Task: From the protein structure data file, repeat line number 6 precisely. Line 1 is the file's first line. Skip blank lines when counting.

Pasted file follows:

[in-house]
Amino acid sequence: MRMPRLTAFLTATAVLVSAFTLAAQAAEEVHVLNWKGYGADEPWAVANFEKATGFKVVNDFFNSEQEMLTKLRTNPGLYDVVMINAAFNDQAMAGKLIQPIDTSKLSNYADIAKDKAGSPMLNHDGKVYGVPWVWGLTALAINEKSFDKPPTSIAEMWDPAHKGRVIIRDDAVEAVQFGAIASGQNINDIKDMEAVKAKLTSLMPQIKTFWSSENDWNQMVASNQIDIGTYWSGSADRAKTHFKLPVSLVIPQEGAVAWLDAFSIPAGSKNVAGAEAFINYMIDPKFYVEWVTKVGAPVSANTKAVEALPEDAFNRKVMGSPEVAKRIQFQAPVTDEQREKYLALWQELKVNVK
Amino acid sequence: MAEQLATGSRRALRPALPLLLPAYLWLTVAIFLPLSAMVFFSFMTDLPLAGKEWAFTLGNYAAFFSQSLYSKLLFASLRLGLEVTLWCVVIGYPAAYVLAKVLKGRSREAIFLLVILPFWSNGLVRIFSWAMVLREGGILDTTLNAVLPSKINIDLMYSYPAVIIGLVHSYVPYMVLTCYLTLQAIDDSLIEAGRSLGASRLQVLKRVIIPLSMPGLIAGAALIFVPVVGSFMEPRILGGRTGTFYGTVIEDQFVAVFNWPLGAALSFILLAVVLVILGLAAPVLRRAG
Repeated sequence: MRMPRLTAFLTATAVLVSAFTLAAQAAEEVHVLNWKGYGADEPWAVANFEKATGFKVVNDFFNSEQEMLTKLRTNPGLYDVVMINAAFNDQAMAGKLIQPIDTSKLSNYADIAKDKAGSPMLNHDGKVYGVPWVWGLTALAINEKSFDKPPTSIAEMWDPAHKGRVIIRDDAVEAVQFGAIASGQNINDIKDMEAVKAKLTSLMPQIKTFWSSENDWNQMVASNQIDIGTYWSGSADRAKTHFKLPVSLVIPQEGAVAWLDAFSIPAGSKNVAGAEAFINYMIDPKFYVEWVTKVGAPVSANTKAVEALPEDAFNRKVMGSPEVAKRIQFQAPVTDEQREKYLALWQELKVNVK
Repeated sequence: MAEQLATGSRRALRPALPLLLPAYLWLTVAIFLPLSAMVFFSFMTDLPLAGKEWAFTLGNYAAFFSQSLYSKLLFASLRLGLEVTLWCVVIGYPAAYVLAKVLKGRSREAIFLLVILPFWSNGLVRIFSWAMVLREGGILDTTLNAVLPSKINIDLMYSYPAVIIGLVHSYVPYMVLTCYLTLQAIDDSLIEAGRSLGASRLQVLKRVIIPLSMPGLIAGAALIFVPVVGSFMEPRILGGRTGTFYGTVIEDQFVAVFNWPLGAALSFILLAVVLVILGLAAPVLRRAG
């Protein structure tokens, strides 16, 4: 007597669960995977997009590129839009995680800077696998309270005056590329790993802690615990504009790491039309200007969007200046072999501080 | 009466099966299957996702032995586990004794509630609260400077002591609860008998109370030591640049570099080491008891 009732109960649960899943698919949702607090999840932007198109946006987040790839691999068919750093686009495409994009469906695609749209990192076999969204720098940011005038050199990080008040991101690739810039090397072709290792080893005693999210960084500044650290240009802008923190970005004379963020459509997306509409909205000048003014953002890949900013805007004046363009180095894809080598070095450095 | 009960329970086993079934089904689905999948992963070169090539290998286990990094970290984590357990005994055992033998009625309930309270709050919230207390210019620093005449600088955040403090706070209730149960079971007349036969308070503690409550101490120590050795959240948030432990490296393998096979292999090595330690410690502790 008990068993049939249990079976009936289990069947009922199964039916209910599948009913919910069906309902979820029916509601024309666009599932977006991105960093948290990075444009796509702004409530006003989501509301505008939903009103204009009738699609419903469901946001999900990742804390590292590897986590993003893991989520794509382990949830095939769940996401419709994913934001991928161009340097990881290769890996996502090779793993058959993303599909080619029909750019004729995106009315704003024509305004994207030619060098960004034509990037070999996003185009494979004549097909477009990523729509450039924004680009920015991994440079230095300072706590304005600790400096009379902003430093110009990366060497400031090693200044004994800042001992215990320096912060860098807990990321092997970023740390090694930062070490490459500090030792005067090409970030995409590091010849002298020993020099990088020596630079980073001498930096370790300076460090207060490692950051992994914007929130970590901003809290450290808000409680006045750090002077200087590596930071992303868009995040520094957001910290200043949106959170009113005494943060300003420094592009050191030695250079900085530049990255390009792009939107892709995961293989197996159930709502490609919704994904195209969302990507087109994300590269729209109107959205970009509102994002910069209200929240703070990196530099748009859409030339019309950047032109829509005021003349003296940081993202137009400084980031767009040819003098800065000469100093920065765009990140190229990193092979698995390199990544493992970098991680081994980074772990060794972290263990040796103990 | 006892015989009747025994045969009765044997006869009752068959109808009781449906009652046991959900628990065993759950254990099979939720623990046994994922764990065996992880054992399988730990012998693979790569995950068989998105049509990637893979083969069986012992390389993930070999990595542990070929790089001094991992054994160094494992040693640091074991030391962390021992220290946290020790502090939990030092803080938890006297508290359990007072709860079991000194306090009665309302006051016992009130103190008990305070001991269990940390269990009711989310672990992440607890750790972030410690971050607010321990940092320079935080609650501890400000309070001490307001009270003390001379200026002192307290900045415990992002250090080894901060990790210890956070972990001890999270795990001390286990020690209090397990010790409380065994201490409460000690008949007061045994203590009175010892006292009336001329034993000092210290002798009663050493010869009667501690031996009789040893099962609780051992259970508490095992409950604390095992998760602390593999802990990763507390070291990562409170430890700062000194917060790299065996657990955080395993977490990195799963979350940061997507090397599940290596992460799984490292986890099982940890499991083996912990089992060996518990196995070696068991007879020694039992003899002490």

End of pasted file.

């Protein structure tokens, strides 16, 4: 007597669960995977997009590129839009995680800077696998309270005056590329790993802690615990504009790491039309200007969007200046072999501080 | 009466099966299957996702032995586990004794509630609260400077002591609860008998109370030591640049570099080491008891 009732109960649960899943698919949702607090999840932007198109946006987040790839691999068919750093686009495409994009469906695609749209990192076999969204720098940011005038050199990080008040991101690739810039090397072709290792080893005693999210960084500044650290240009802008923190970005004379963020459509997306509409909205000048003014953002890949900013805007004046363009180095894809080598070095450095 | 009960329970086993079934089904689905999948992963070169090539290998286990990094970290984590357990005994055992033998009625309930309270709050919230207390210019620093005449600088955040403090706070209730149960079971007349036969308070503690409550101490120590050795959240948030432990490296393998096979292999090595330690410690502790 008990068993049939249990079976009936289990069947009922199964039916209910599948009913919910069906309902979820029916509601024309666009599932977006991105960093948290990075444009796509702004409530006003989501509301505008939903009103204009009738699609419903469901946001999900990742804390590292590897986590993003893991989520794509382990949830095939769940996401419709994913934001991928161009340097990881290769890996996502090779793993058959993303599909080619029909750019004729995106009315704003024509305004994207030619060098960004034509990037070999996003185009494979004549097909477009990523729509450039924004680009920015991994440079230095300072706590304005600790400096009379902003430093110009990366060497400031090693200044004994800042001992215990320096912060860098807990990321092997970023740390090694930062070490490459500090030792005067090409970030995409590091010849002298020993020099990088020596630079980073001498930096370790300076460090207060490692950051992994914007929130970590901003809290450290808000409680006045750090002077200087590596930071992303868009995040520094957001910290200043949106959170009113005494943060300003420094592009050191030695250079900085530049990255390009792009939107892709995961293989197996159930709502490609919704994904195209969302990507087109994300590269729209109107959205970009509102994002910069209200929240703070990196530099748009859409030339019309950047032109829509005021003349003296940081993202137009400084980031767009040819003098800065000469100093920065765009990140190229990193092979698995390199990544493992970098991680081994980074772990060794972290263990040796103990 | 006892015989009747025994045969009765044997006869009752068959109808009781449906009652046991959900628990065993759950254990099979939720623990046994994922764990065996992880054992399988730990012998693979790569995950068989998105049509990637893979083969069986012992390389993930070999990595542990070929790089001094991992054994160094494992040693640091074991030391962390021992220290946290020790502090939990030092803080938890006297508290359990007072709860079991000194306090009665309302006051016992009130103190008990305070001991269990940390269990009711989310672990992440607890750790972030410690971050607010321990940092320079935080609650501890400000309070001490307001009270003390001379200026002192307290900045415990992002250090080894901060990790210890956070972990001890999270795990001390286990020690209090397990010790409380065994201490409460000690008949007061045994203590009175010892006292009336001329034993000092210290002798009663050493010869009667501690031996009789040893099962609780051992259970508490095992409950604390095992998760602390593999802990990763507390070291990562409170430890700062000194917060790299065996657990955080395993977490990195799963979350940061997507090397599940290596992460799984490292986890099982940890499991083996912990089992060996518990196995070696068991007879020694039992003899002490």